Son: Mom who called 911 before fatal officer-involved shooting has dementia

Steven Gass said he woke up to a phone call around 3 a.m., his mother panicked on the other end.

He said Dorothy Gass told him on Jan. 1 that his children were in danger. Supposedly, she told him his estranged wife, Amy Gass, had just called her, claiming she was going to kill the children and herself. Dorothy Gass said she called 911. He said he didn't believe anything she said.

"Amy is a great mom," he told the Times Free Press in an interview last week. "She would never say anything like that."

He said Dorothy Gass has memory problems, the result of dementia and a stroke she suffered last summer. She sometimes talks about long-dead relatives as if they were in the room the day before. And about a month earlier, Steven Gass said, she got lost in Fort Oglethorpe for six hours, until an officer found her outside Food City.

Steven Gass, a paramedic, said he flipped on his phone's scanner app after the call from his mother last week. Almost immediately, he heard dispatchers calling for an ambulance to a home on Meadowview Lane in Rossville. It was his in-laws' home.

"'The kids were hurt,'" he said he thought to himself. "'Amy was hurt.' I had a million things going through my head."

But, Dorothy Gass did not report violence; she triggered it. Walker County deputies responded to her 911 call and found Mark Parkinson, Steven Gass' father-in-law, in the kitchen with a gun. According to the Georgia Bureau of Investigation, deputies told Mark Parkinson to drop the gun. Instead, he pointed it toward them, and Deputy John Chandler shot and killed him.

Larry Stagg, an attorney for the family, told the Walker County Messenger last week there had been no violence before Dorothy Gass' call that night. The family woke up at 3 a.m. when deputies arrived, but Stagg said they didn't know who was outside. Their three dogs barked loudly, and somebody banged on the window. That's when Mark Parkinson grabbed his gun.

The GBI is investigating the shooting and will turn the evidence over to Lookout Mountain Judicial Circuit District Attorney Herbert "Buzz" Franklin, who will decide whether to pursue charges or take the case before a grand jury. Walker County Sheriff Steve Wilson said his agency is also running an internal inquiry to make sure deputies on scene responded appropriately.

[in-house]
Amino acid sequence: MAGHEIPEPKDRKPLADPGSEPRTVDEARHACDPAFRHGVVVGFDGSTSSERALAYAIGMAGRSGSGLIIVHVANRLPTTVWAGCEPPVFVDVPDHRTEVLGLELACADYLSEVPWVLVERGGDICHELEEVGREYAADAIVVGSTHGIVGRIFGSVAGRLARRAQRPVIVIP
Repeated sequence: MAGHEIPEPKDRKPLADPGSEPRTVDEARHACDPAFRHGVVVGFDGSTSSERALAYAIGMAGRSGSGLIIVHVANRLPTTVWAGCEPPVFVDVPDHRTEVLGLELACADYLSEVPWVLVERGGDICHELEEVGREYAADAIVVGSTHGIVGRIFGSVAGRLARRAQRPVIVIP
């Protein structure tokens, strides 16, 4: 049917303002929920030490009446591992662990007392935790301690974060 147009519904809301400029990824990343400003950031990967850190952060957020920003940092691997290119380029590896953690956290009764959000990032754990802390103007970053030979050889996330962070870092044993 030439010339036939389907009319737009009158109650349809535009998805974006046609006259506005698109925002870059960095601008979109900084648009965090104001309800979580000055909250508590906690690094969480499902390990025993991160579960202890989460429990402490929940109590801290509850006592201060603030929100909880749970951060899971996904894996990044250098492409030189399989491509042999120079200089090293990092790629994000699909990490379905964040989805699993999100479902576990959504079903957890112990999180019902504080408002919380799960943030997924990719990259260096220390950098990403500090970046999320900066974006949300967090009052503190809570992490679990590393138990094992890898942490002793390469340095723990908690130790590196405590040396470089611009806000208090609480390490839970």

The relationship between Steven Gass and his wife's family is complicating. He said he had a rough childhood in a secluded part of Sand Mountain. His father went to prison when Steven Gass was 5, and he moved away from his home when he was 16. He said Mark Parkinson and his wife, Diana Parkinson, were like parents to him.

But in 2012, Catoosa County court records show, Amy Gass applied for a restraining order against Steven Gass. And four months ago, she filed for divorce from him. Stagg told the Walker County Messenger that Amy Gass received full custody of the children because of Steven Gass' past violent behavior.

But Steven Gass said he had no ill will toward his wife or her parents. He said the shooting last week was the result of a tragic misunderstanding. He said he brought GBI agents to interview his mother last week, and she maintains that she heard Amy Gass make threats. Steven Gass said he still doesn't believe his mother.

"I'm so mad at her, honestly," he said. "I don't want to talk to her. I know she believes [what she reported], but I know it could never have happened."

The Times Free Press could not find a second person to confirm that Dorothy Gass struggles with memory loss. When asked about Steven Gass' claims, GBI Special Agent in Charge Greg Ramey said, "That's something obviously we will be investigating."

Stagg did not return an email or a call last week. A Fort Oglethorpe police officer said he could not find a report about Dorothy Gass going missing, as Steven Gass told the Times Free Press, but an officer could have helped her without filing any paperwork on the incident. Diana Parkinson declined to comment, saying she is too emotional at this time to speak about the details.

Mark Parkinson served in the U.S. Navy Reserve and worked for a concrete company, Steven Gass said. He later worked as a nurse. In retirement, he enjoyed remodeling homes.

Rick Cole, whose kids sang with Mark Parkinson's in the Ridgeland High School choir, said he was an active volunteer, helping to build sets and chaperone group trips. He remembers Mark Parkinson as a friendly handyman who enjoyed watching the children perform.

Dion Potter said he and Mark Parkinson worked on home projects together. He said he and Diana were warm, insisting that visitors stay for dinner.

He said Mark Parkinson told him he had a gun, but he never showed it off. Potter believes he had the weapon only for protection. He is frustrated by how the sheriff's office handled the call.

"If I was awakened at 3 o'clock in the morning with my dogs barking and I had to make sure somebody was not in my house, I would have done verbatim the same thing," he said. "I would have gotten up, canvassed my house, made sure everything is OK."

Contact staff writer Tyler Jett at 423-757-6476 or Follow him on Twitter @LetsJett.